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Women on scooters: Ride to freedom

Wednesday, 14 November 2012 - 10:14am IST | Place: Mumbai | Agency: dna
Reasons abound but the smiles of satisfaction sported by women scooter riders, has behind it a tale worth telling.

Remember Priyanka Chopra asking with a mischievous grin — “Why should boys have all the fun?” in a TV advertisement for a scooter brand? With higher disposable incomes and mobile lifestyles, more and more women seem to be asking the same question.

Be it for work or study, women are  stepping out of their comfort zones in the hope of shaping new identities. Scooters are proving to be the vehicles that are aiding women’s search for freedom of movement, style and emancipation. Leena Naik, an HR professional does not want to depend on her husband or driver for her frequent trips to the market. “We have a car at home but I use my two-wheeler for trips to the beauty parlour or simply to drool over the latest collections on display at the mall. These things would bore my husband, so I rather go alone!” she grins. Also, with the increasing petrol prices, it makes more sense  for Leena to alternate between her car and scooter. “Being a middle-class family, we have to be mindful of our budget. Scooters give  better mileage than cars, so I don’t go on a guilt-trip when I look at the monthly fuel expenses, anymore.”

Along with mobility, new scooter technology is resulting in light-weight and easy-to-maneouvre ride options to navigate through congested urban roads. “I prefer taking my scooter over my car as I can easily zip through traffic without getting stuck. It is also easy to find parking space because it fits in almost anywhere,” says Maryam Farooqui, a mass-communication student. She also feels that her two-wheeler is  a viable alternative to the city’s bursting public-transport system. “With the auto fares having gone up and the overcrowded trains, I prefer riding independently on my scooter.”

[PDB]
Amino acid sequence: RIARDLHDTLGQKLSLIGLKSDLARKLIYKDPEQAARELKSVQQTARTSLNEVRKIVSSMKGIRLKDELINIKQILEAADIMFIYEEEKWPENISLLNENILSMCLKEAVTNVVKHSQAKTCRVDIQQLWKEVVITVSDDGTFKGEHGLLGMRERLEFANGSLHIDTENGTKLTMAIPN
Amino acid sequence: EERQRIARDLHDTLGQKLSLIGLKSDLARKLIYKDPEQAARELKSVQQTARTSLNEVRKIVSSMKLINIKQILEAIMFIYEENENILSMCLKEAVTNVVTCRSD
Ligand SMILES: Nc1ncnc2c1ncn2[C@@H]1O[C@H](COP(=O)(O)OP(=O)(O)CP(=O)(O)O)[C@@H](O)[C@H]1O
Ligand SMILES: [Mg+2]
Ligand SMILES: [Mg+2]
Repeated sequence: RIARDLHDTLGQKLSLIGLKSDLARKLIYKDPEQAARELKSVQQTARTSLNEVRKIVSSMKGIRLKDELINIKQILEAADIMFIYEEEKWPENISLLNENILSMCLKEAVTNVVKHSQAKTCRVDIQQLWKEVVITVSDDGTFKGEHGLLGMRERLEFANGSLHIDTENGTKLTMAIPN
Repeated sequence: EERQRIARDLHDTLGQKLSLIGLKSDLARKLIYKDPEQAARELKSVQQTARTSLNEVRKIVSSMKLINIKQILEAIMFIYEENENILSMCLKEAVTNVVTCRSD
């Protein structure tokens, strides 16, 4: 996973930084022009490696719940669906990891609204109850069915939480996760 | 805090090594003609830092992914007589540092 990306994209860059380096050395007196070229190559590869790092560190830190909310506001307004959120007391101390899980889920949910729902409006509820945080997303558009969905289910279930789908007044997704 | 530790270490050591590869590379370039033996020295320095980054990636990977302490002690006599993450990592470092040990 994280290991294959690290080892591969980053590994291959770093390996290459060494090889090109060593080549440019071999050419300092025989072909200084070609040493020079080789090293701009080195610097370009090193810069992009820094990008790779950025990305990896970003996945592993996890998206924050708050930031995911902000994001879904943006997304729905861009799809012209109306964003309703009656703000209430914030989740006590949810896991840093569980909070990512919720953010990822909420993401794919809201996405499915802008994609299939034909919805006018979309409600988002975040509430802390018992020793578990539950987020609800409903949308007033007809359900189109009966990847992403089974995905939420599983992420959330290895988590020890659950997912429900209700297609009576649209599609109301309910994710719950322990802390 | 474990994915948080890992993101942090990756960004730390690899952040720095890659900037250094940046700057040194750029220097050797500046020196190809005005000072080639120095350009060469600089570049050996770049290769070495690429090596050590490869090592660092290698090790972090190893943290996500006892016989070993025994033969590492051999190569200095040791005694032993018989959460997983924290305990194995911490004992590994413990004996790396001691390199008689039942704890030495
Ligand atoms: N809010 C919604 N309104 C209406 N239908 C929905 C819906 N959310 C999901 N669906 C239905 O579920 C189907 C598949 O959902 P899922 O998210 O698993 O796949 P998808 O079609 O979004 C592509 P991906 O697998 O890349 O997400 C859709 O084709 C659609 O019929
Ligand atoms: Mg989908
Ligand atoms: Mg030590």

For 18-year-old Priyal Gala, a scooter is the best gift that a girl can get. “Last year my parents gifted me one and I use it to commute from home to college and also for tuitions. It saves me the hassle of waiting for a bus and has cut down my commute time considerably,” says the Sophia College student. Speaking about safety, Priyal adds, “My parents are less tense about me than before. I think that driving on my own is safer than being driven by a stranger. All I have to do is keep my eye on the road.”

Women buyers are fuelling a boom in India’s two-wheeler market. “With more women taking the driver’s seat, the market is catering to women’s tastes with peppy colours, stylish designs, gearless and light scooters that are easier to handle,” says Sumit Gupta of a prominent automobile company. Needless to say  auto players are cashing in women’s growing aspiration for mobility.

Like Leena, Maryam and Priyal, many Indian women are experiencing the freedom to conquer the roads on their own. Of course, each one has a different reason for kick-starting her scooter but the smiles of satisfaction are mirrored in almost all their eyes. jayoti.soor@dnaindia.net




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